Here’s the latest Elliott Wave count for the S&P 500

Elliot Wave analysis is one of the ways that
technicians can monitor the market. It has many critics and is often viewed as
subjective. However, I do often like to look at the market in this context
because it can give a better view of where the market has been and where it
could possibly go.

In its’ very simplest form, Elliott Wave theory is just the concept that the
stock market moves in five waves with the prevailing trend and three waves
against the prevailing trend. The waves that move with the prevailing trend are
labeled 1,2,3,4,5 (or a variation thereof). Of those numbered waves, 2 and 4
correct 1 and 3. The waves that move against the prevailing trend are labeled
A,B,C (or a variation thereof), where B corrects A.

Where is the S&P 500 now based on conventional Elliott Wave Analysis? Below is a
yearly chart with labels:


This chart is from and have that websites labels
on them. The “Daily Linear Scale Charts” as shown above are free. Subscribers
have access to intraday charts. As a dabbler in Elliott, I happen to agree with
how the chart has been labeled.

Let’s focus our attention to the year 2003 where
the green “a” is located. The implication of the “a” is that in 2003, wave a in
Cycle degree ended. This wave is part of larger Supercycle Wave 4. I am assuming
that this particular site is using purple numbers to denote Supercycle Degree.
It is not as terribly important to categorize the exact degree of cycle that we
are in as it is to understand in which wave structure we are operating with. My
logic is leading me to assume that the purple numbers denote Supercycle Degree.
Elliot wave technicians typically will use parentheses and roman numerals at
this degree. It would be (III) for example instead of purple 3.

Thinking about
it in a different way in order to jog the old memory, Supercycle Wave 3 was at
the height of the most recent raging bull market. It is often the case that wave
3s are the strongest and longest lasting so this makes perfect sense. This does
imply however that we have one more large rally left (Supercycle Wave 5) that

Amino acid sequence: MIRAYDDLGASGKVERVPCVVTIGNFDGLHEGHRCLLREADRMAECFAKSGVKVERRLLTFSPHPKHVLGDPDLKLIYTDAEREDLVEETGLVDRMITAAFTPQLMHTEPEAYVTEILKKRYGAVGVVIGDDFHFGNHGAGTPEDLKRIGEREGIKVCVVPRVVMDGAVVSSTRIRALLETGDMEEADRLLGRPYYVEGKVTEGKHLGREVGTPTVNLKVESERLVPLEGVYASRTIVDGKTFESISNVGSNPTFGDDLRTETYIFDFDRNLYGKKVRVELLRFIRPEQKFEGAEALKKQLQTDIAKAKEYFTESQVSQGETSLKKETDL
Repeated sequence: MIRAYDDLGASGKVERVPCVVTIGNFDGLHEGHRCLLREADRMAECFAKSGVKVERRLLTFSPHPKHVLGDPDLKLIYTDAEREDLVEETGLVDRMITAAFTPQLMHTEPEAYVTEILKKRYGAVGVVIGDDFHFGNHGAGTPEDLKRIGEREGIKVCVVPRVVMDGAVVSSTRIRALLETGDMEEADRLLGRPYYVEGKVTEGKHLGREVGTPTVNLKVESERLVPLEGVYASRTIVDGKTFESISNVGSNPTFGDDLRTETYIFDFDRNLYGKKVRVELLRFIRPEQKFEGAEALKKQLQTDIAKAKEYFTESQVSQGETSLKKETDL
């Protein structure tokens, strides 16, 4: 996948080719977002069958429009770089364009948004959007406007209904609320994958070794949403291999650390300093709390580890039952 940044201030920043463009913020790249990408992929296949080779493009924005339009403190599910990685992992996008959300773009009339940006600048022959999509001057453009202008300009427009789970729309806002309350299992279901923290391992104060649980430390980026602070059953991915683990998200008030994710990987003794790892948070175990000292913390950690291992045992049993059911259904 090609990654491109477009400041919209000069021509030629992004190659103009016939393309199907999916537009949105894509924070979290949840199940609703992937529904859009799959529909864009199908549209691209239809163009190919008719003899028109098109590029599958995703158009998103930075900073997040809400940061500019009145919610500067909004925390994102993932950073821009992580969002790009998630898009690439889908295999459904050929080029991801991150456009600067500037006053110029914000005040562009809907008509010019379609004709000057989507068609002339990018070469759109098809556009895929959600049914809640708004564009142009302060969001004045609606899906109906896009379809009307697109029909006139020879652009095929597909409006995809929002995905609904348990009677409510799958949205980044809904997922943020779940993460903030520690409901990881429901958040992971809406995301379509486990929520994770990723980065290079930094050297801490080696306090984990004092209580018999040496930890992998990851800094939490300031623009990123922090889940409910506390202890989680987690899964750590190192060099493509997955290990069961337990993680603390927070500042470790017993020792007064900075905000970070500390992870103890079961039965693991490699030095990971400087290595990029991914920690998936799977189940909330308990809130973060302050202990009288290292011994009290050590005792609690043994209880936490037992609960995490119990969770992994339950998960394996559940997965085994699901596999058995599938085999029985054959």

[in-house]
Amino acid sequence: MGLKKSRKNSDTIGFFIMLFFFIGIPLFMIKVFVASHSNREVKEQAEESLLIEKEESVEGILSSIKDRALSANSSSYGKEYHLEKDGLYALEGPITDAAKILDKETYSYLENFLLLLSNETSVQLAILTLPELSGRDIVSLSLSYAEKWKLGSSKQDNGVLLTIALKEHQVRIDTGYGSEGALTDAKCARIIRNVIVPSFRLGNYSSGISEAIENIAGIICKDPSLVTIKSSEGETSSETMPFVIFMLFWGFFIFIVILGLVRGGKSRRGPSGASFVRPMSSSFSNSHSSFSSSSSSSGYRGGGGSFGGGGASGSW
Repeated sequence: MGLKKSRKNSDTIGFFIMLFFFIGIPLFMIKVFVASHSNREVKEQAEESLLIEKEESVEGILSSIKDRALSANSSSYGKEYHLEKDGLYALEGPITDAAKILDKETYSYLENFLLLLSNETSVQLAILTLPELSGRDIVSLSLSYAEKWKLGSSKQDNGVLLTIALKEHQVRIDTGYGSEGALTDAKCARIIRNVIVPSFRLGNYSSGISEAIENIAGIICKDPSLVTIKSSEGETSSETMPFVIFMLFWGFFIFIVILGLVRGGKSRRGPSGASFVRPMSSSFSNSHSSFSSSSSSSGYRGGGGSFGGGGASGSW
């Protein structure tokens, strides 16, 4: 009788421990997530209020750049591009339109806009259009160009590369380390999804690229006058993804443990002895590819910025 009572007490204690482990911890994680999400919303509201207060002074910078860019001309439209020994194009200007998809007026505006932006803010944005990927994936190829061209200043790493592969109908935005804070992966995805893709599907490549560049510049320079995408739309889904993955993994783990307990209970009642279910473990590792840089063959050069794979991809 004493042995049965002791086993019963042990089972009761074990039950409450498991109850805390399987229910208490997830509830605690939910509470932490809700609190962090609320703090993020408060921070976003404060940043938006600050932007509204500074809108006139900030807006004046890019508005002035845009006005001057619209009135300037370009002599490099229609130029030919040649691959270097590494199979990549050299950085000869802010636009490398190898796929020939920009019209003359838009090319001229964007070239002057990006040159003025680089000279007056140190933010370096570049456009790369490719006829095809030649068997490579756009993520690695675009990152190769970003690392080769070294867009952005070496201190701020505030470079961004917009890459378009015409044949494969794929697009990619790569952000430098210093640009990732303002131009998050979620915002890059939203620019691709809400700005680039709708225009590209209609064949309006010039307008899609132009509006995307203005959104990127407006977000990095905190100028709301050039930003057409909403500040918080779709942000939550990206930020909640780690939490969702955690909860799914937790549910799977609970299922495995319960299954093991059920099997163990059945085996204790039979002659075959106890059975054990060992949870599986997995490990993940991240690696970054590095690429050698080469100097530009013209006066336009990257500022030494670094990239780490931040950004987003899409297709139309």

will likely take us past the highs of 2000. It is not easy to trade based on Supercycles for my time horizon, (Supercycle 3 lasted about 20 years), I need to
think in Primary and Intermediate Degree; however, this is giving me a nice
context in which to go further.

As I noted earlier, Cycle degree wave a ended in
2003. We are now in Cycle degree Wave b. Wave a was a fairly simple zig-zag
correction. Wave b is anything but simple (typical of B waves). We need to know
that wave b will end and that wave c is a down wave that could take up quite a
bit of time. It looks as if wave b is a type of correction called a “triple
three” in Cycle degree. A “triple three” is basically 3 threes’ joined together
with two other threes called Xs. The labeling is W-X-Y-X-Z. You can infer from
the chart above that the market has gone through waves W-X-Y-X, and we are
currently in wave Z (no label shown so not yet complete).

The current wave is
likely the last wave of the b correction. At this very moment, the market is
likely in wave Y (of wave Z) of a Double Three {two threes connected by one
three (W-X-Y)}. However, the double three could of course turn into a triple
three. Currently, I am trading within the provisions that the market is in a Supercycle 4 correction and that the Cycle b wave is closer to being finished
than it was at the beginning of the year. In the large context of things, this
implies that we will have a Cycle c wave (down) and then start a Supercycle 5
Wave (up). If you are interested in learning more about Elliott, I encourage you
to read
Elliott Wave Principle by A.J. Frost and Robert

Sara Conway is a
registered representative at a well-known national firm. Her duties
involve managing money for affluent individuals on a discretionary basis.
Currently, she manages about $150 million using various tools of technical
analysis. Mrs. Conway is pursuing her Chartered Market Technician (CMT)
designation and is in the final leg of that pursuit. She uses the Point and
Figure Method as the basis for most of her investment and trading decisions, and
invests based on mostly intermediate and long-term trends. Mrs. Conway
graduated magna cum laude from East Carolina University with a BSBA in finance.